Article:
Unfortunately mild illness and infection are facts of life with young children, as they are exposed to common “bugs” as they grow, explore and interact with the world around them. Our children’s ability to fight and recover from illness is largely dependent on how well their immune system is functioning. A healthy immune system is crucial to their overall health and wellbeing, and also protects them from bugs that they are exposed to.
Fortunately there are many ways we can help to support our children’s immune systems – through diet and lifestyle, as well as natural therapies.
Children’s diets can be a source of concern for parents. Many parents worry that their children aren’t eating enough, or not eating enough of the right thing. As many as 8 out of 10 Australian parents worry about their children’s eating habits – and a third of parents worry that their kids aren’t eating enough. Young children will never voluntarily starve themselves, and fussy eating is quite normal. Establishing health eating early will help your child remain strong and healthy.
Children’s brains continue to develop throughout their childhood – with some areas not being fully developed until the mid-teens, and some not finished developing until adulthood. Concentration and learning are separate brain processes, but they are related, and one is needed by the other. Our brain, like the rest of our body, requires good nutrition, and it can be supported with brain-friendly foods.
Glucose, an important carbohydrate, is the major fuel needed for the brain. Whole grains, legumes and lentils, pears, berries and apples are good sources of this. Fresh vegetables and fruit provide a good range of antioxidant nutrients to protect against free radicals. Choose a combination of coloured veggies such as orange, red, yellow and dark green. Berries, kiwi fruit and pomegranate are good fruit choices.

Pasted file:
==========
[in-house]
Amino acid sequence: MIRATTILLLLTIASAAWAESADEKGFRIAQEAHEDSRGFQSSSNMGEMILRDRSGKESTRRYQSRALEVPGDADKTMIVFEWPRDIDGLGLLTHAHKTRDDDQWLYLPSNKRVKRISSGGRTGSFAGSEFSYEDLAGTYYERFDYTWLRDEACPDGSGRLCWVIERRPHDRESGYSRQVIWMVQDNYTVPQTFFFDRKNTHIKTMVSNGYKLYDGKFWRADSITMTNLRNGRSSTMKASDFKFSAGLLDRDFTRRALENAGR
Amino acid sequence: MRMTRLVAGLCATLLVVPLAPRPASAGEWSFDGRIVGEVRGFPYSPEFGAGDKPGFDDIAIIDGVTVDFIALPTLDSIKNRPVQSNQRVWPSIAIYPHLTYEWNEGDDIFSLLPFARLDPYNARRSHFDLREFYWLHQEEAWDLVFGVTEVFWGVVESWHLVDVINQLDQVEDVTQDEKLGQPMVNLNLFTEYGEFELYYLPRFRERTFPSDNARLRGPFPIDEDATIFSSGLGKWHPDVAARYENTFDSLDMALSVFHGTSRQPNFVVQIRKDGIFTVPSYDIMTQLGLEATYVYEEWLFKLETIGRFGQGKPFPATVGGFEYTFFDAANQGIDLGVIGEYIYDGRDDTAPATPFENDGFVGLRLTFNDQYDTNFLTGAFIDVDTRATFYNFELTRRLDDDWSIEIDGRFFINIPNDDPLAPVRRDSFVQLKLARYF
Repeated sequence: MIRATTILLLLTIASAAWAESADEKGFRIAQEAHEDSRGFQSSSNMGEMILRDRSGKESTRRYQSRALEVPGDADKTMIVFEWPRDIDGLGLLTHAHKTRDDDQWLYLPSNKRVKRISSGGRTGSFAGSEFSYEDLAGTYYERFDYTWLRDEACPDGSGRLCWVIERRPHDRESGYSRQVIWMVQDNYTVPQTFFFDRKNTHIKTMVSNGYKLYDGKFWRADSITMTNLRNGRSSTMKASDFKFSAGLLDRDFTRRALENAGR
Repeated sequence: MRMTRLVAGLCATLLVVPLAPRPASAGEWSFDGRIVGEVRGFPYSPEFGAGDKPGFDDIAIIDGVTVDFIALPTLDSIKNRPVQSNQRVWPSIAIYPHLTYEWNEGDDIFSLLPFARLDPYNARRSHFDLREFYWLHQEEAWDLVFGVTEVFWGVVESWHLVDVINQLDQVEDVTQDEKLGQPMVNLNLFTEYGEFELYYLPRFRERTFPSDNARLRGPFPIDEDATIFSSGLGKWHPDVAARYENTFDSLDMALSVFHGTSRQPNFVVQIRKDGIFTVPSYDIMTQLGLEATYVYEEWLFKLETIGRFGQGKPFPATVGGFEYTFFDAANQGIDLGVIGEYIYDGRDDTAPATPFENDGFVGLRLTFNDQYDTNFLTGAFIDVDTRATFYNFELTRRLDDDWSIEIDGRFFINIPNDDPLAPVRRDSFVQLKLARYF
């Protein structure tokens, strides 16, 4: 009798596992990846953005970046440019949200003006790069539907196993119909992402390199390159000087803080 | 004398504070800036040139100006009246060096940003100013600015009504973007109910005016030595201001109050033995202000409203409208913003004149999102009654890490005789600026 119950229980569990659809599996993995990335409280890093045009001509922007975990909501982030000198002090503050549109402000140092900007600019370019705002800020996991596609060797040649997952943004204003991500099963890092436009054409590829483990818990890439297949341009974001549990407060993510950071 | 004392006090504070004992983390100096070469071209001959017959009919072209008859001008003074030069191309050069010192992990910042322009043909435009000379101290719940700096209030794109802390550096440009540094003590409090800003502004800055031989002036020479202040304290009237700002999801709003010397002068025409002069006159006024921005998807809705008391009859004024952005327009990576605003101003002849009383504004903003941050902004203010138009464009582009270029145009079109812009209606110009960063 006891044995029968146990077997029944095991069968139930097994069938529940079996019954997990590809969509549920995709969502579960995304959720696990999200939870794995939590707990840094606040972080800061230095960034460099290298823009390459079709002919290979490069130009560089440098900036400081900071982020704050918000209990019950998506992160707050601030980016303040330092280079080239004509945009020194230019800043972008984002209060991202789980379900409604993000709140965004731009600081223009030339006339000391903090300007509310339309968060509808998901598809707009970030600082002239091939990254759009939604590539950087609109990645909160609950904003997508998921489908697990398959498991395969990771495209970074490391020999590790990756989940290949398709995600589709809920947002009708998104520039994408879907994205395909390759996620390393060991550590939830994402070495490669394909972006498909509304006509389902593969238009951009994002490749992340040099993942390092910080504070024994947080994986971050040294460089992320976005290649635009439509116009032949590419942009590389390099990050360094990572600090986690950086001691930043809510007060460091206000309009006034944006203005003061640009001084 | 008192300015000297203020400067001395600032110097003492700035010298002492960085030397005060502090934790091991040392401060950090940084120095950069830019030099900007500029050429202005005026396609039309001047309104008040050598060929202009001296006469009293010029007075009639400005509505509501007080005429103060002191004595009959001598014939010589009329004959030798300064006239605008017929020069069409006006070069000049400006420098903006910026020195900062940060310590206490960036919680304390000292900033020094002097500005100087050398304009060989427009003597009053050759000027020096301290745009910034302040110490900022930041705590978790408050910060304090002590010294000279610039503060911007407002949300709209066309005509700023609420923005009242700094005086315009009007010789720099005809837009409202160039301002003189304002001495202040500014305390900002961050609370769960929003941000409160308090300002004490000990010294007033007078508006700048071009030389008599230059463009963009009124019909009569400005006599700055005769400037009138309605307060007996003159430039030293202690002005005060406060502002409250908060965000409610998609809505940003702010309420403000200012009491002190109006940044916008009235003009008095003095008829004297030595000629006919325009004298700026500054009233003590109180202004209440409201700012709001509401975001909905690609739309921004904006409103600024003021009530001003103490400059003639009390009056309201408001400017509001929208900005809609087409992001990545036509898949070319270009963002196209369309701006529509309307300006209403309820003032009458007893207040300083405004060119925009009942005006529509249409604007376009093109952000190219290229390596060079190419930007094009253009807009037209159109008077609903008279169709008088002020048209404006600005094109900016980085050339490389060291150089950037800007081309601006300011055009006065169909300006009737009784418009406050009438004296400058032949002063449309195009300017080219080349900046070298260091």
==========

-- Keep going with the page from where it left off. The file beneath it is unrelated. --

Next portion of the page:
Fish, nuts and seeds these provide essential fatty acids for healthy neuron membranes. Lean red meat, chicken, fish and tofu: these contain protein and provide amino acids needed for synthesis of neurotransmitters, the messengers of the brain.
An increase in sedentary activities such as watching TV, DVD’s and playing on computers, tablets and mobile phones is linked to a greater risk of children being overweight, and obese.
This is partially due to the increased sedentary time, taking away from the time children could be physically active – but children who watch more than 2 hours of TV per day are also more likely to have an unhealthy diet – snacking on foods that are high in sugar, salt and fat while watching TV. Encouraging your children to be active every day and providing a balanced diet, with healthy snack options will have a positive impact on your kids’ health and wellbeing.
Blackmores Toddler Milk Drink
There are a number of nutrients that may be helpful for your growing children – below are some of the beneficial nutrients contained in Blackmores Toddler Milk Drink
- Iodine- which contributes to cognitive function
- Iron, zinc and vitamins C,A & D – to support healthy immunity
- Vitamin D and calcium- for growing bones
For good health encourage your children to eat a healthy, balanced diet based on fresh, whole foods that are as close to their natural state as possible.
- Include a variety of fresh fruits and vegetables, and whole grains